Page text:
What if your lender rejects your loan application? You’re not alone. Banks reject 73% of business loan applications. Here is what you do next.
What to do if your lender rejects your business loan application
Don’t be surprised if your business loan application gets rejected. Contrary to common belief, banks aren’t allowed to take a risk on a good business without following strict guidelines. Banking law doesn’t let them loan without collateral, no matter how promising the business.
Now, a good business doesn’t end with the first rejection. What’s important after the loan rejection is what you do next. Here are the concrete steps you should take.
1. Get good feedback from the lender
Dig into why your loan was denied. Don’t settle for a form letter or secure message, be sure that you follow up with a specific person. If you don’t already know who the loan manager is, then do some research and find out.
Which doesn’t mean you ignore a form letter, especially if it offers you an explanation. Pay close attention to what the rejection says about problems such as collateral or financial position.
When you get to a person, bear down on the details and ask questions. Ask what would have made a difference and which credit reporting agencies your bank used to get information about your business. Determine when and how you can reapply, as well as what you’d need to change to get an acceptance.
As you do this, frame the conversation right. Don’t act angry or argumentative, but like you respect the decision and want to know more about it. You’re looking for feedback to fix whatever problem you find, not trying to second-guess the decision.
2. Determine why your business loan was rejected
There are some very standard and quite common reasons for business loan rejections. Expect that it might be one of the following:
Common business loan rejection reasons
- Poor credit
- Bad ratios
- Incomplete financials
- Quality of cash flow
- Insufficient collateral
- Too much debt
- Not enough credit history
Some of these are easy to fix. Incomplete financials, for example, gives you a path to submitting again with more detailed information to turn the decision around. Too much debt presents the option to pay some existing debt off, or potentially identify errors in the financial reports provided to the banks.
On the other hand, some of these are not easily fixable so you’ll have to look for alternative solutions to your financing problems. For example, not enough credit history is hard to change quickly.
Remember it may take a bit of digging to identify the actual reason why a lender denied your application. For example, I ran into one case in which the loan manager blamed a rejection on a lack of monthly financial projections for the next 5-years. In reality, the bank didn’t want to deal with the key people because of some old issues.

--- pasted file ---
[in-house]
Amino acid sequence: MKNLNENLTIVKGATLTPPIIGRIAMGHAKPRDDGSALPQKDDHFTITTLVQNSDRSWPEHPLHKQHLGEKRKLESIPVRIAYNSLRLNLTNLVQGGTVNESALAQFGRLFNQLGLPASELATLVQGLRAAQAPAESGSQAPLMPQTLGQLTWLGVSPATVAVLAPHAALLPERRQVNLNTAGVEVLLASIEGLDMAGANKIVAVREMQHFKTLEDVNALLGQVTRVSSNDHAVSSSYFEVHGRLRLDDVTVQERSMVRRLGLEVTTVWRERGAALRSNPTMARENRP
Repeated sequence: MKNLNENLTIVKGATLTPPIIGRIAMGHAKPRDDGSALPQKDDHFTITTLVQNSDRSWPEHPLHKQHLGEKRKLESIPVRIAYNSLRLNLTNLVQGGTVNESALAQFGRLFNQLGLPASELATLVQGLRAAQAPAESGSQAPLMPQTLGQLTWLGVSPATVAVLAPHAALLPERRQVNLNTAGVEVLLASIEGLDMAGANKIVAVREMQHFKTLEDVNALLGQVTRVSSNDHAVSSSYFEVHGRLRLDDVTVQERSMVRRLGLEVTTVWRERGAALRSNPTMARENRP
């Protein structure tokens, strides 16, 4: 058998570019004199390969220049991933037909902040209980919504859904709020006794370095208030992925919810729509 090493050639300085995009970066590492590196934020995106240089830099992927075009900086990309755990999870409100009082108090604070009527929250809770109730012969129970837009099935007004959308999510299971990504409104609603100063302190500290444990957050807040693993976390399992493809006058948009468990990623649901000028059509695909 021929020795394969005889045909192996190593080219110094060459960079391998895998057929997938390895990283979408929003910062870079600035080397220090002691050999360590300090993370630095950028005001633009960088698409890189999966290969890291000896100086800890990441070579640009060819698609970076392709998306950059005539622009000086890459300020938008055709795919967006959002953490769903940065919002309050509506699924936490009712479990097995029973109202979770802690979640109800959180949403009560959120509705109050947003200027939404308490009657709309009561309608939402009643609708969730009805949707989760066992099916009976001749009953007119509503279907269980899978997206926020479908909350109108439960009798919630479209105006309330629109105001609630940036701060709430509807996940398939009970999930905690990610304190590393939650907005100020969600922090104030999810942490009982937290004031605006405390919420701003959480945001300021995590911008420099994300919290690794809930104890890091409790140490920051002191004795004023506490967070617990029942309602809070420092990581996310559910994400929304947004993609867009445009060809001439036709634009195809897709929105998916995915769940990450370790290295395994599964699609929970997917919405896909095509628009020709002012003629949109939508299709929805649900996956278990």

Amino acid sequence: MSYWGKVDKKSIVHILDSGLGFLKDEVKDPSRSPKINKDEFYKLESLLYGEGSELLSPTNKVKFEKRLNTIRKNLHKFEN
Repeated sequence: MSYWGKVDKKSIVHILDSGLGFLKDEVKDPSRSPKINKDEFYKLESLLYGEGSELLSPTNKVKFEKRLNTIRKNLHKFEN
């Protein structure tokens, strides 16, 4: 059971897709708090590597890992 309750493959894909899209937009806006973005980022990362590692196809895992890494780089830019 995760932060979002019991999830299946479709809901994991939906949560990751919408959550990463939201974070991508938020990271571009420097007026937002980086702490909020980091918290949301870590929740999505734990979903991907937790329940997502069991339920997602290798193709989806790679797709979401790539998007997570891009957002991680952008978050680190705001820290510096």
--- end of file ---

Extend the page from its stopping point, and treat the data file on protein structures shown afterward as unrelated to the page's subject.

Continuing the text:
3. Deal with your credit report
Is bad credit holding back your chance at a loan? It’s worth taking the time to review your credit report to be sure that everything is accurate. It also provides insight into what you should do to improve your credit.
Start by pulling copies of your credit report from the three major national credit bureaus: Equifax, Experian, and TransUnion. You can do this for free once a year through Annual Credit Report.com. You can also request a copy of the credit report used by the lending institution you applied through.
Explore the details of your credit report and look for errors. Each of the credit report companies has an explicit process for adding favorable information and correcting errors. Sometimes you’ll find significant errors that can be fixed quickly.
If you don’t find significant errors then you need to improve your credit rating. Focus on making on-time payments, lowering your credit utilization, and creating a healthy mix of debt that you hold. Maybe you look for investment capital instead of debt, and use it to pay down your debt or renegotiate some terms with your vendors.
4. Assess your important financial ratios
Bankers use standard business ratios derived from your financials, including your Profit or Loss, (Income Statement), Balance Sheet, and Cash Flow Statement. Some of the most important financial ratios bankers review are:
Total Debt to Total Assets
That’s your total debt / total assets. A score of one means debt equals assets. A score of .5 means debt is equal to only half of the assets. Any higher than .5 or so is a concern to bankers.
Measures a company’s ability to meet financial obligations. Expressed as the number of times current assets exceed current liabilities. A high ratio indicates that a company can pay its creditors. A number less than one indicates potential cash flow problems.
This ratio measures a company’s ability to meet its current obligations using its most liquid assets. It shows Total Current Assets excluding Inventory divided by Total Current Liabilities.
This ratio is a lot like the quick ratio. It is calculated by dividing Current Assets (excluding Inventory and Accounts Receivable) by Current Liabilities.
Pre-Tax Return on Net Worth
Indicates shareholders’ earnings before taxes for each dollar invested. This ratio is not applicable if the subject company’s net worth for the period being analyzed has a negative value.
Pre-Tax Return on Assets
Indicates profit as a percentage of Total Assets before taxes. Measures a company’s ability to manage and allocate resources.
Don’t forget that many of these ratios have similar drivers, such as capital, sales on credit, accounts receivable, inventory, payment patterns, etc. Do any of your ratios look unhealthy? Check out how you can improve vital financial ratios for your business.
5. Improve your cash drivers
Back to the fundamentals—sell more, sell more in cash than on credit, sell off unused or old inventory, and coax your customers to pay their invoices more quickly. Maybe you have a big promotion to spark new sales or offer a discount for paying on time.
I worked with a chain of computer stores that held a big inventory promotion to turn inventory into cash; and offered special upgrades and training to all existing customers. The rejection of their business loan application spurred them on an aggressive campaign to improve their financial performance.